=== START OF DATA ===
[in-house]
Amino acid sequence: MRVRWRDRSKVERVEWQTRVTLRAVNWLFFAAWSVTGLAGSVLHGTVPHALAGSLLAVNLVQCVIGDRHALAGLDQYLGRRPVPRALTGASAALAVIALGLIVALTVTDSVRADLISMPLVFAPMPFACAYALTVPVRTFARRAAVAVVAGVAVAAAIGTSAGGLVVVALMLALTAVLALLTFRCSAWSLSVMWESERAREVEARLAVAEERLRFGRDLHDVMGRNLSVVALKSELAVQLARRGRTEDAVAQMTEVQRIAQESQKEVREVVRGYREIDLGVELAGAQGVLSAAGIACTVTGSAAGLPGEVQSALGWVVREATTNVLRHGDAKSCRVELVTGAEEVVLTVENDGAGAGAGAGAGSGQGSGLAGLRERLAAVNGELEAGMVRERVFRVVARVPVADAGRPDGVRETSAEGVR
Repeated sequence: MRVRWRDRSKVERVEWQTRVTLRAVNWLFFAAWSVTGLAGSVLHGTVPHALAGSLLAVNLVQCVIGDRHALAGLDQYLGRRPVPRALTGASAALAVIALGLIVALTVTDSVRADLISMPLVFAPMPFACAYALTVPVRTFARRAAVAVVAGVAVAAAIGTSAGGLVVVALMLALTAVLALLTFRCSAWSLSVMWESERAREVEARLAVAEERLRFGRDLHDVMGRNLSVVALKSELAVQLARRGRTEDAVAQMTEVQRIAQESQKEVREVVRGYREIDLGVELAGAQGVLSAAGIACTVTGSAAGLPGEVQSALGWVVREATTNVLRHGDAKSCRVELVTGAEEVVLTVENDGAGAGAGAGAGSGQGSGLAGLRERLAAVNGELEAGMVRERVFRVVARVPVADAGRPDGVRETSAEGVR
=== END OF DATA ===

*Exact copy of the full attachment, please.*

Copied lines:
[in-house]
Amino acid sequence: MRVRWRDRSKVERVEWQTRVTLRAVNWLFFAAWSVTGLAGSVLHGTVPHALAGSLLAVNLVQCVIGDRHALAGLDQYLGRRPVPRALTGASAALAVIALGLIVALTVTDSVRADLISMPLVFAPMPFACAYALTVPVRTFARRAAVAVVAGVAVAAAIGTSAGGLVVVALMLALTAVLALLTFRCSAWSLSVMWESERAREVEARLAVAEERLRFGRDLHDVMGRNLSVVALKSELAVQLARRGRTEDAVAQMTEVQRIAQESQKEVREVVRGYREIDLGVELAGAQGVLSAAGIACTVTGSAAGLPGEVQSALGWVVREATTNVLRHGDAKSCRVELVTGAEEVVLTVENDGAGAGAGAGAGSGQGSGLAGLRERLAAVNGELEAGMVRERVFRVVARVPVADAGRPDGVRETSAEGVR
Repeated sequence: MRVRWRDRSKVERVEWQTRVTLRAVNWLFFAAWSVTGLAGSVLHGTVPHALAGSLLAVNLVQCVIGDRHALAGLDQYLGRRPVPRALTGASAALAVIALGLIVALTVTDSVRADLISMPLVFAPMPFACAYALTVPVRTFARRAAVAVVAGVAVAAAIGTSAGGLVVVALMLALTAVLALLTFRCSAWSLSVMWESERAREVEARLAVAEERLRFGRDLHDVMGRNLSVVALKSELAVQLARRGRTEDAVAQMTEVQRIAQESQKEVREVVRGYREIDLGVELAGAQGVLSAAGIACTVTGSAAGLPGEVQSALGWVVREATTNVLRHGDAKSCRVELVTGAEEVVLTVENDGAGAGAGAGAGSGQGSGLAGLRERLAAVNGELEAGMVRERVFRVVARVPVADAGRPDGVRETSAEGVR